Some Ideas To Increase Social Selling
Somewhere in the above could be the answer to increasing revenues, but there is something innocuous going on here that is not as apparent--the inability of brands to hone their skills at social selling. By the way, this is different than social commerce or f-commerce.
Either I am right that social media is not a good platform for generating sales, or social selling is the problem. Or it could be both. Let's assume that I am wrong, and that social selling is the problem. Here are a few things that social media marketer's can do to increase social media sales.
- Get Your Sales Team Involved - Ask your sales people what works best in closing a sale. I sometimes I wonder if brand marketer's are doing this. Marketing people maybe great at marketing concepts and methodologies, conducting marketing research, creating marketing plans, but how many of them realloy know how to sell?
- Understand The Social Dynamics - In a blog post dated December 6, 2011, ad agency Leo Burnett and Arc Worldwide conducted rersearch and found that advertisers need to develop a greater insight into the ways social media impacts HOW and WHY people buy what they buy. It is important to understand where a brand falls on the risk/reward map not only provides a greater level of insight into shopper needs, it also sets the stage for determining which specific social-media channels will be most effectively received. Guess what: Facebook is better for engagement than selling.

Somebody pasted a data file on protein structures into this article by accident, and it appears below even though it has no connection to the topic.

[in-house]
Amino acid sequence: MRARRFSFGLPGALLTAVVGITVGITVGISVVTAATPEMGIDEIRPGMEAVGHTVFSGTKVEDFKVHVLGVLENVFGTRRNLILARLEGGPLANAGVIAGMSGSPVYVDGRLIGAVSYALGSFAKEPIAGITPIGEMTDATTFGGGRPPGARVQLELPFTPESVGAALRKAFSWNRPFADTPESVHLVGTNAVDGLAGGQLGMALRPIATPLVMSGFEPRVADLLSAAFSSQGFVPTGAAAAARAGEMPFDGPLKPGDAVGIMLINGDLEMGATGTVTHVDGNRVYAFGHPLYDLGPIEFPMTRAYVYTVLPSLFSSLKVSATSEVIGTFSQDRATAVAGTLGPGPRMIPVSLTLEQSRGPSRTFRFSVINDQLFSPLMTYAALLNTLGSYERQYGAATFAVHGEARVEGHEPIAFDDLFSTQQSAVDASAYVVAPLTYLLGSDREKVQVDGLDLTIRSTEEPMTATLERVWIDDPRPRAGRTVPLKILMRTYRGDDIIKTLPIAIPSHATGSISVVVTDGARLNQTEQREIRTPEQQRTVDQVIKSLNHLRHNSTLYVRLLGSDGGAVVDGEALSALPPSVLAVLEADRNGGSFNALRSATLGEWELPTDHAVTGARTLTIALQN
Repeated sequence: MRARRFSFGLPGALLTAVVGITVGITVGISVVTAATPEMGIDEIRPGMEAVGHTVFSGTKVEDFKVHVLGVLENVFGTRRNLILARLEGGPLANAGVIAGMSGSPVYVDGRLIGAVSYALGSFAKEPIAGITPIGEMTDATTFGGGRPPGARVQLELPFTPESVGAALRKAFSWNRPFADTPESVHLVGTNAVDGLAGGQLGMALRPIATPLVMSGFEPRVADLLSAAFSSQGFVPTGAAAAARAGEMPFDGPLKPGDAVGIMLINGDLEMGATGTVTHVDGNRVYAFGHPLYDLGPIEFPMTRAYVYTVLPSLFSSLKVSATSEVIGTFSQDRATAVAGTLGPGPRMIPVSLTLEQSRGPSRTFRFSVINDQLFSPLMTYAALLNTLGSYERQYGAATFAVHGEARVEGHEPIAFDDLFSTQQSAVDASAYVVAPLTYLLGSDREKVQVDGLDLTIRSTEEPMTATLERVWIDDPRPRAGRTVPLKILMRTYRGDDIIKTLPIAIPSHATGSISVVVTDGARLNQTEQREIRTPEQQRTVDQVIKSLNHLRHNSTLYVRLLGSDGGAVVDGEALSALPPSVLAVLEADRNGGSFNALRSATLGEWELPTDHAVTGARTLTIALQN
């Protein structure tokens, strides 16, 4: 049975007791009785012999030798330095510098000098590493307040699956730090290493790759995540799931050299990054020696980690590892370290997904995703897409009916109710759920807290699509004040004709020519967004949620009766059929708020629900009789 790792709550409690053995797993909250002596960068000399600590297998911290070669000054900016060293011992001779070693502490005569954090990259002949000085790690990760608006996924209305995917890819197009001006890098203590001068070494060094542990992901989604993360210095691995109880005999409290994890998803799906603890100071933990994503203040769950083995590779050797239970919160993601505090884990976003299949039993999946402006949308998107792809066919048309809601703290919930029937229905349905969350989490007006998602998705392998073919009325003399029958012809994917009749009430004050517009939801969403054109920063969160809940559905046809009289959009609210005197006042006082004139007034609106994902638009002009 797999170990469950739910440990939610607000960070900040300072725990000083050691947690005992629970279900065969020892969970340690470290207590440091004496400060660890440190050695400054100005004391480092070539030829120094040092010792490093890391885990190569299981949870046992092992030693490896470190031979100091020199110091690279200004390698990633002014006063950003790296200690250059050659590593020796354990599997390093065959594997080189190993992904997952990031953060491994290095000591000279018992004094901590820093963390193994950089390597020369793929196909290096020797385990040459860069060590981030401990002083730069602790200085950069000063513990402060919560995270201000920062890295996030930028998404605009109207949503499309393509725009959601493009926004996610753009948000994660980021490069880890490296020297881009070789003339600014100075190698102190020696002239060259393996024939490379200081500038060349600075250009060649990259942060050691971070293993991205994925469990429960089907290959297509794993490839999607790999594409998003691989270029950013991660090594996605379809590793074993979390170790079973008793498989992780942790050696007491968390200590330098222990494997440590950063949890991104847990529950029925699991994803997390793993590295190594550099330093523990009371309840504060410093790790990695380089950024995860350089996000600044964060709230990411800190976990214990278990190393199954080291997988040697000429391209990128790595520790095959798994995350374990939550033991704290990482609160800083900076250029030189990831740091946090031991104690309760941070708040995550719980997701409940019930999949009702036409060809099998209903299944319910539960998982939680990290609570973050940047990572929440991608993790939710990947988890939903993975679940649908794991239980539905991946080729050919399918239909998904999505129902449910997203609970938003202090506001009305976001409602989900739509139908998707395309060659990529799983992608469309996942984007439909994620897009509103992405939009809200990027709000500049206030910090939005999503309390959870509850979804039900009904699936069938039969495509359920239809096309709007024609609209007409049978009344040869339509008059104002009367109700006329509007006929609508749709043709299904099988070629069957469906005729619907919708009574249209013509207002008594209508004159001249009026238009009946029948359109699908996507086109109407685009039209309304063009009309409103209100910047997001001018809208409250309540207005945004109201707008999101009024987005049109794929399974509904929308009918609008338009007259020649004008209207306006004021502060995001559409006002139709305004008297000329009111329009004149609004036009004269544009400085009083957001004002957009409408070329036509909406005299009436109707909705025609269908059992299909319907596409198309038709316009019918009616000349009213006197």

- Get Inside Your Customer's Mind - The infamous Sidney Biddle Barrows, a.k.a. Mayflower Madam, in her best selling sales book, "Uncensored Sales Strategies and XXX-Rated Secrets" calls this the "mental movie". A mental movie is "basically all of the input that a customer gets from the second that you appear on their radar screen, following any transaction you have and even following that. Really what it is, is people have an expectation or a hope or both of what doing business with you is going to be like". That is an awesome concept. Thank you Sidney.
- Get A Real Person As Your Brand Spokesman - Another interesting concept that caught my eye about social media is that "fans don't engage with brands, they engage with people". I can't remember who said this, but it floored me when I read it. If you want to develop a much deeper level of engagement that can lead to a sales transaction, you need to make your social media experience more personal or human. Fans need to know that you are talking to THEM. They must feel that they are the focus point. The most successful salespeople know how to communicate and make their customers feel comfortable. They are able to attain the level of trust necessary to close the sale. In short, get a spokesperson, someone that can represent your brand. It's no secret that brands use professional athletes, celebrities even non-human characters (the Gekko) to communicate their brand message, represent and endorse their brands. The reason: It works.